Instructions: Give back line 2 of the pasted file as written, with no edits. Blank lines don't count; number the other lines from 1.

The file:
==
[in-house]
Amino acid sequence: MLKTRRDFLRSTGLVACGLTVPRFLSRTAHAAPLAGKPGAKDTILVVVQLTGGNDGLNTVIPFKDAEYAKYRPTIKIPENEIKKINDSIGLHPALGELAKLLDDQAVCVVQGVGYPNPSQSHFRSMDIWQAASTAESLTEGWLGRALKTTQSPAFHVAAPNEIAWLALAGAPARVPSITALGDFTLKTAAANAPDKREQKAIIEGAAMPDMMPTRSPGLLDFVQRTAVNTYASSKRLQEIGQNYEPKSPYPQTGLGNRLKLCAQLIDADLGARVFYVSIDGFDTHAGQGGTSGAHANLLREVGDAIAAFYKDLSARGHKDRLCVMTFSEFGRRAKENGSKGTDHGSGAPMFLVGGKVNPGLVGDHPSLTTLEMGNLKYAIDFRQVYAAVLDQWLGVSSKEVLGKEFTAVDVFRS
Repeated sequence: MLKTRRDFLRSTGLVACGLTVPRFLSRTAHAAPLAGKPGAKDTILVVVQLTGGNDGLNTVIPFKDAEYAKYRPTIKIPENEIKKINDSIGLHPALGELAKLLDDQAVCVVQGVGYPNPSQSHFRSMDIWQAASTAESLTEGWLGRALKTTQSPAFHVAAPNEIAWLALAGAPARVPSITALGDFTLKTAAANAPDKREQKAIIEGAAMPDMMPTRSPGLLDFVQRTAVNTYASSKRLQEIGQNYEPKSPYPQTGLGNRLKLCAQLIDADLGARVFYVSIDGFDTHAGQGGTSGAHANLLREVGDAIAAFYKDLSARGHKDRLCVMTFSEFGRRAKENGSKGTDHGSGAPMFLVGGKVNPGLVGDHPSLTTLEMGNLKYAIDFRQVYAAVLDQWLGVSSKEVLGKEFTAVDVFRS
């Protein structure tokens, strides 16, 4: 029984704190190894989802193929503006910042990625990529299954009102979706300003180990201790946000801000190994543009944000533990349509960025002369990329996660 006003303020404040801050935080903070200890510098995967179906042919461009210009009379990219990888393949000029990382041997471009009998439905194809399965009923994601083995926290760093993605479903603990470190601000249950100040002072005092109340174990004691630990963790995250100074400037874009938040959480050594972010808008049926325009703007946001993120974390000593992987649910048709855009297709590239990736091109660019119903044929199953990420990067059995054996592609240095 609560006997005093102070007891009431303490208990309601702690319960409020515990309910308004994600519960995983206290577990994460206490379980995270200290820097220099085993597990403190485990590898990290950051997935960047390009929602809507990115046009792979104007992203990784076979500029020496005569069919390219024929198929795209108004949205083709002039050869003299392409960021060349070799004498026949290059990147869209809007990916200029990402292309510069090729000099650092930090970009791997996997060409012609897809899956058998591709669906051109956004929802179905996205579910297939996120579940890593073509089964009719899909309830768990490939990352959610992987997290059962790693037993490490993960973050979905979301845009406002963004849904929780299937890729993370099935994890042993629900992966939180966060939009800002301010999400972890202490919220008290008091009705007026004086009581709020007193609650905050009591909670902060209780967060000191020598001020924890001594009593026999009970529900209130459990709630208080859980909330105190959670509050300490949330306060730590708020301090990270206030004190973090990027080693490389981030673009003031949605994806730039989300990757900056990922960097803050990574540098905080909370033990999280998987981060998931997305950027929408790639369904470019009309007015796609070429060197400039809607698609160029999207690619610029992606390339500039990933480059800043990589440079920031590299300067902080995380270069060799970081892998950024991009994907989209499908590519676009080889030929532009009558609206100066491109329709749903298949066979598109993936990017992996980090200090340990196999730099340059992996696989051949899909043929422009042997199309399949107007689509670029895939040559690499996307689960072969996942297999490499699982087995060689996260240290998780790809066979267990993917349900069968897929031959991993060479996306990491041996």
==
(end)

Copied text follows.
Amino acid sequence: MLKTRRDFLRSTGLVACGLTVPRFLSRTAHAAPLAGKPGAKDTILVVVQLTGGNDGLNTVIPFKDAEYAKYRPTIKIPENEIKKINDSIGLHPALGELAKLLDDQAVCVVQGVGYPNPSQSHFRSMDIWQAASTAESLTEGWLGRALKTTQSPAFHVAAPNEIAWLALAGAPARVPSITALGDFTLKTAAANAPDKREQKAIIEGAAMPDMMPTRSPGLLDFVQRTAVNTYASSKRLQEIGQNYEPKSPYPQTGLGNRLKLCAQLIDADLGARVFYVSIDGFDTHAGQGGTSGAHANLLREVGDAIAAFYKDLSARGHKDRLCVMTFSEFGRRAKENGSKGTDHGSGAPMFLVGGKVNPGLVGDHPSLTTLEMGNLKYAIDFRQVYAAVLDQWLGVSSKEVLGKEFTAVDVFRS